That’s how one customer described the importance of Automated Malware Analysis technologies in their security workflow. After months of demonstrations, reference calls, and analysis we are thrilled that The Forrester Wave™: Automated Malware Analysis, Q2 2016 is live! Many clients we talked to used multiple vendors to analyze malware in order to maximize analysis results.
The underlying mechanisms for automated malware analysis are fascinating for the technophile - combining content security, hypervisor-driven execution, behavioral analytics, and algorithmic API analysis. Incredibly sophisticated software engineering and statistical modeling adds another layer of intrigue. Mix those together with evasive adversaries attempting to bypass the technology and it's an intense discussion!
We used the importance of AMA solutions as the dominant element of detection and prevention in client environments to inform our assessment.
Here’s an overview of our approach:
Visibility is a cornerstone of detection and protection. In order to detect it, you must see it in the first place.
Flexible deployment models are key to dynamic production environments. If it is hardware or on-premise only, then it only fits in environments that match the form factor.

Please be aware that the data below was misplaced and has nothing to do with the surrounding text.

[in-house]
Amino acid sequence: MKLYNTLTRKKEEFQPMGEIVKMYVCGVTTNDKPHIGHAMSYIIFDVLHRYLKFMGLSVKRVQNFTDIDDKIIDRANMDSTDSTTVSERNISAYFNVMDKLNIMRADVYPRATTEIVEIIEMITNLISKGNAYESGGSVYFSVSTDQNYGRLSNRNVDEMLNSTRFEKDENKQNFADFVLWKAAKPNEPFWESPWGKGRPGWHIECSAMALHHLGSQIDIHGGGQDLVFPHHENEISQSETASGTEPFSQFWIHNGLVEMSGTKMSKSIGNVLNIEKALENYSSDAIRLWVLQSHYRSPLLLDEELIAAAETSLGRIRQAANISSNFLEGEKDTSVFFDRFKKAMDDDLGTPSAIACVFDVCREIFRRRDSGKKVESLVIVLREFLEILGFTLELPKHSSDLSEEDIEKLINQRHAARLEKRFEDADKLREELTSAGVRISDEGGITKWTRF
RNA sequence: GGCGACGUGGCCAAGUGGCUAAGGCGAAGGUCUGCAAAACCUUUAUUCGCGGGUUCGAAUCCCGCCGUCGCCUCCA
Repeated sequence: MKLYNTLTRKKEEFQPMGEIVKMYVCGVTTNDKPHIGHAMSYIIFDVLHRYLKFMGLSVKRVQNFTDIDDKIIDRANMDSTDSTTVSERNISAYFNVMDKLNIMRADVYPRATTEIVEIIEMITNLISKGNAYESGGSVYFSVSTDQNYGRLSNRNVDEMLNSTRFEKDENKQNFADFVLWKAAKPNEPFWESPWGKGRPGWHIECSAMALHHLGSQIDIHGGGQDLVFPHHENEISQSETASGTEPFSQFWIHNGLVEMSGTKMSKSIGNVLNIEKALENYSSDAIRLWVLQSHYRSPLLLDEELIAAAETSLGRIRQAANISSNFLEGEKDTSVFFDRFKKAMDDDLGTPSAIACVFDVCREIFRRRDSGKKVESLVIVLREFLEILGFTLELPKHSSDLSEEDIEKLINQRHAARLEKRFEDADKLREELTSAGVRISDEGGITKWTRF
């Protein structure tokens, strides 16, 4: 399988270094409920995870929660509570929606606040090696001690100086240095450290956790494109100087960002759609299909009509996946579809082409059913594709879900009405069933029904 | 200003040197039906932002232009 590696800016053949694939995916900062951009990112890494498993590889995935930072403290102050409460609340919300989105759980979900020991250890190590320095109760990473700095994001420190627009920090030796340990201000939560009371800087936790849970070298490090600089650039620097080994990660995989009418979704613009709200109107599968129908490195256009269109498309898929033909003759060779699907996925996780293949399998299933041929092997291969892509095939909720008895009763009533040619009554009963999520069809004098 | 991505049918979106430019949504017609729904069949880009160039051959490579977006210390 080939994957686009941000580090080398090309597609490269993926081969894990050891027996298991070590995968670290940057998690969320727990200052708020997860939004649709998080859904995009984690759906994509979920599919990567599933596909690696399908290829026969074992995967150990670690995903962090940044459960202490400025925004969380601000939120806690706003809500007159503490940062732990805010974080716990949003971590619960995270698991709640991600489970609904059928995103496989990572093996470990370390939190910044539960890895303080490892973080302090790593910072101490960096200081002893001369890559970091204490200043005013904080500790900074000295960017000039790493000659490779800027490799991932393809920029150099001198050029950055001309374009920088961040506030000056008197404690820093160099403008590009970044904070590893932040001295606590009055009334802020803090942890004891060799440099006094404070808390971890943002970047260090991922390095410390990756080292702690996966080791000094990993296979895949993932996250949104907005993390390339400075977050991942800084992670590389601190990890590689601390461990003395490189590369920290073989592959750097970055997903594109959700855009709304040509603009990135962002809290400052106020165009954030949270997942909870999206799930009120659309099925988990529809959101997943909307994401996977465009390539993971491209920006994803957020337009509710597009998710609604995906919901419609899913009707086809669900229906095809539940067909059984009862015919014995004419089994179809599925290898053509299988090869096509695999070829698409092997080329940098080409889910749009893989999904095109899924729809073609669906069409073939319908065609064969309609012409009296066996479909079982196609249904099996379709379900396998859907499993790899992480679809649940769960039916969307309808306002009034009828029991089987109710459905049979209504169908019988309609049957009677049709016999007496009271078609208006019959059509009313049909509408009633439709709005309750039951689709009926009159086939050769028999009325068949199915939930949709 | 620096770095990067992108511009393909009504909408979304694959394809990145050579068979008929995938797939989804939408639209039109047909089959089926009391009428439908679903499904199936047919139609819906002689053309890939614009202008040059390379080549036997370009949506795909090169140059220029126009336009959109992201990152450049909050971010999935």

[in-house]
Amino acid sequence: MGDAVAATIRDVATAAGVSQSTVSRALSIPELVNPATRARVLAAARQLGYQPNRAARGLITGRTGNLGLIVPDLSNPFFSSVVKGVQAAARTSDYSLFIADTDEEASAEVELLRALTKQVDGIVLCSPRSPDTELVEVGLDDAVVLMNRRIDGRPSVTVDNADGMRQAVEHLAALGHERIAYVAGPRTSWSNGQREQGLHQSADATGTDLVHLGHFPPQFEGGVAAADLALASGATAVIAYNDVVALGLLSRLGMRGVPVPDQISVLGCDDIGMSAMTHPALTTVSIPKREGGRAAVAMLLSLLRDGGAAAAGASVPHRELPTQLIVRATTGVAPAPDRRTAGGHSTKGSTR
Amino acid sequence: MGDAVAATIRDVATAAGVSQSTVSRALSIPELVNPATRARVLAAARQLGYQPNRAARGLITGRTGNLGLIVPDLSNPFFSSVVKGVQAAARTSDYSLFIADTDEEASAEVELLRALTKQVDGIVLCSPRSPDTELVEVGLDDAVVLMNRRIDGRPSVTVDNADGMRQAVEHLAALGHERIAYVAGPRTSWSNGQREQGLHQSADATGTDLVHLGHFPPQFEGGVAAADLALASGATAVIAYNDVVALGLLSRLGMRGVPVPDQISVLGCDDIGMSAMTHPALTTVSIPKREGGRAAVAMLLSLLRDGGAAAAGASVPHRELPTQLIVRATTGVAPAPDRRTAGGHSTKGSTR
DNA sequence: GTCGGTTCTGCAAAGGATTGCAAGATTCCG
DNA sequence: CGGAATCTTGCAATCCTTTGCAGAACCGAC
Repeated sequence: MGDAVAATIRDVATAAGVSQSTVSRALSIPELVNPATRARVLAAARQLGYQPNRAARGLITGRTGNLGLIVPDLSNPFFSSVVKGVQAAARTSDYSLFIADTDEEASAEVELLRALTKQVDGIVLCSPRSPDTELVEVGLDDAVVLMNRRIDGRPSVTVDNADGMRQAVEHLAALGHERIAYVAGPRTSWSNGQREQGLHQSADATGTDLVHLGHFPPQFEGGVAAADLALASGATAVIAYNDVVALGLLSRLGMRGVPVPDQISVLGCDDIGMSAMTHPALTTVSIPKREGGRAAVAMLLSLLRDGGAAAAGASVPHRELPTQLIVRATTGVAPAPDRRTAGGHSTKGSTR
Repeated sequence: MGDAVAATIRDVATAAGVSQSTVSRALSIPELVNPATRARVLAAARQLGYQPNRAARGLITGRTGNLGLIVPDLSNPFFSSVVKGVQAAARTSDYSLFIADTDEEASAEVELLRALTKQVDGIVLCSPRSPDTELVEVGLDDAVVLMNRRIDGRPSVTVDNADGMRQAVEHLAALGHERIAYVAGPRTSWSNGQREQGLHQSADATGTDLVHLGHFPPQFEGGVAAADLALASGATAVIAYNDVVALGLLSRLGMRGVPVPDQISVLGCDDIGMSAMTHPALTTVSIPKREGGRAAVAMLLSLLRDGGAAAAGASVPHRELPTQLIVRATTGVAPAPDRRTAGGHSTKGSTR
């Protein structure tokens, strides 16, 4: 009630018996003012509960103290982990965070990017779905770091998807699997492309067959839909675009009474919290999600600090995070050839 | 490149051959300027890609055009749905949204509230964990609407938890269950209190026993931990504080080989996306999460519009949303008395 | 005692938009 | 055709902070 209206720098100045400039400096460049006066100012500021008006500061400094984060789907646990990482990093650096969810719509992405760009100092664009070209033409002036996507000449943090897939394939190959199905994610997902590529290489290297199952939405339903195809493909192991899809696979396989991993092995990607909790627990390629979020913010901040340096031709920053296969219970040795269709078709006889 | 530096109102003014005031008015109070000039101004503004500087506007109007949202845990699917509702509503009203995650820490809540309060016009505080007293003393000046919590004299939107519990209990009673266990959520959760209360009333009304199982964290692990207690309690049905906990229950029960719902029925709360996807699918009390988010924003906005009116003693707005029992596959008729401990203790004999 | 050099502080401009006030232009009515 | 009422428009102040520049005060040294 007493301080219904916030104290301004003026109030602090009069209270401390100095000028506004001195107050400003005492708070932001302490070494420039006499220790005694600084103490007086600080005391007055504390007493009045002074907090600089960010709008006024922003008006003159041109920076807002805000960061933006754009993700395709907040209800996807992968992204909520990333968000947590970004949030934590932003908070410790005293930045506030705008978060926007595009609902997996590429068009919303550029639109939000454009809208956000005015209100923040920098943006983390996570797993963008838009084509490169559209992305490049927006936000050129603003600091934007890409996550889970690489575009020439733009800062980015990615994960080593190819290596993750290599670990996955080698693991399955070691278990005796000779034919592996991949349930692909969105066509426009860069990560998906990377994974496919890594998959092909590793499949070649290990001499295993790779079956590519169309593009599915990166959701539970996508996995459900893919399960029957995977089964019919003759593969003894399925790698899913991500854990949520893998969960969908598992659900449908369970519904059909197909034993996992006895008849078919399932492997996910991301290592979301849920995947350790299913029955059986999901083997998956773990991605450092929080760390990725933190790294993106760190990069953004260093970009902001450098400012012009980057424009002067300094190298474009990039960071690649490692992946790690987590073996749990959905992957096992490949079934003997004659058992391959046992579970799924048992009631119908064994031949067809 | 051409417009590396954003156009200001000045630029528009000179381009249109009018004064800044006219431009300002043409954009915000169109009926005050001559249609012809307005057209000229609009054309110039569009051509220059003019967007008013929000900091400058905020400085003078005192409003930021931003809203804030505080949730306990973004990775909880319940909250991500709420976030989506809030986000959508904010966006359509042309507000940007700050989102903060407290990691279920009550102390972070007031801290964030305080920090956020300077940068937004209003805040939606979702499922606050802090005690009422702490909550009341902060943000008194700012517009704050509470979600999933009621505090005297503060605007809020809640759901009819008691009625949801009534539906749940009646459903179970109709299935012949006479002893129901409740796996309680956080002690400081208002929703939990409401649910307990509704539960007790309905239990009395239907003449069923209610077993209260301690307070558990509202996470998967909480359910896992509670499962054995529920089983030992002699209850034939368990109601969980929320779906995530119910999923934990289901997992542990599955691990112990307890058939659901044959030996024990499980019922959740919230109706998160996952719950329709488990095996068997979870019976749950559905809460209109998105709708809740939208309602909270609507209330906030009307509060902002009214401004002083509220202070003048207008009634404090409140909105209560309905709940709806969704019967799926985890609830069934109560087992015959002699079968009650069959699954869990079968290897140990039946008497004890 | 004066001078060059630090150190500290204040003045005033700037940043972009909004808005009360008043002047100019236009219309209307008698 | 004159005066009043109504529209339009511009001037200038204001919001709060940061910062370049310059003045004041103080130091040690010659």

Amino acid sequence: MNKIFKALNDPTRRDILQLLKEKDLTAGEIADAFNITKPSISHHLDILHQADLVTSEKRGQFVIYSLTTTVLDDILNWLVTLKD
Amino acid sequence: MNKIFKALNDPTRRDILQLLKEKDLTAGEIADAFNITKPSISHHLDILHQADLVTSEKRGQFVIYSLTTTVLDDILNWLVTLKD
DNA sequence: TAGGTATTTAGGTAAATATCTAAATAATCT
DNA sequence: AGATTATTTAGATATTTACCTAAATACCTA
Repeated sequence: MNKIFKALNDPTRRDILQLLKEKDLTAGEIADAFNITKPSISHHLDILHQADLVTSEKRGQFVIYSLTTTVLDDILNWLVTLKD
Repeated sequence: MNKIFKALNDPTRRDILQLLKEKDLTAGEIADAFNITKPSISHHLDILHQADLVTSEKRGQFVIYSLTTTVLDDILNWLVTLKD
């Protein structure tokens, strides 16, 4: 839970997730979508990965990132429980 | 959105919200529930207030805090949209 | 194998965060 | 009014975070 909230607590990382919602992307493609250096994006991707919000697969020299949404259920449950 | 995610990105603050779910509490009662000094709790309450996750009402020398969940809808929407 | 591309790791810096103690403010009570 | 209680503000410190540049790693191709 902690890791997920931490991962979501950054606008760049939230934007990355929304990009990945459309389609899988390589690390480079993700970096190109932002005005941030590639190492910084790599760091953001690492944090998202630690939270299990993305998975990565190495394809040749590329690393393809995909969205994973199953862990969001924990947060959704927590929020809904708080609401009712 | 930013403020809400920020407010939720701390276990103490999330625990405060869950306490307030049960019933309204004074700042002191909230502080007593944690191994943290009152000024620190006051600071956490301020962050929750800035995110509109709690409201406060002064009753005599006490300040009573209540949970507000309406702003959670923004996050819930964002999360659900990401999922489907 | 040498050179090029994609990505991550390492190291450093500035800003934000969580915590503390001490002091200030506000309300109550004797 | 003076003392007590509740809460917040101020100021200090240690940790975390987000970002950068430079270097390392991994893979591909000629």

Scalability avoids creating a problem as the environment grows. Scalable infrastructure allows the business to orchestrate workloads based on need and priority, AMA solutions should offer the same capabilities to better align with technology needs.
Data management history has shown, it is not what you buy; it is how you are able to use it that makes a difference. According to survey results from the Q4 2012 Forrsights BI/Big Data Survey, this is a story that is again ringing true as big data changes the data management landscape.
Overall . . .
Big technology adoption across various capabilities ranges from 8% to just over 25%.
Plans to implement big data technology across various capabilities is as high as 31%.
Pilot projects are the preferred method to get started.
However . . .
High-performing organizations (15%-plus annual growth) are expanding big data investments by one to two times in many big data areas compared with other organizations.
The key takeaway . . .
For most organizations, big data projects aren't leaving the pilot stage and aren't failing to attain strong return on investment (ROI).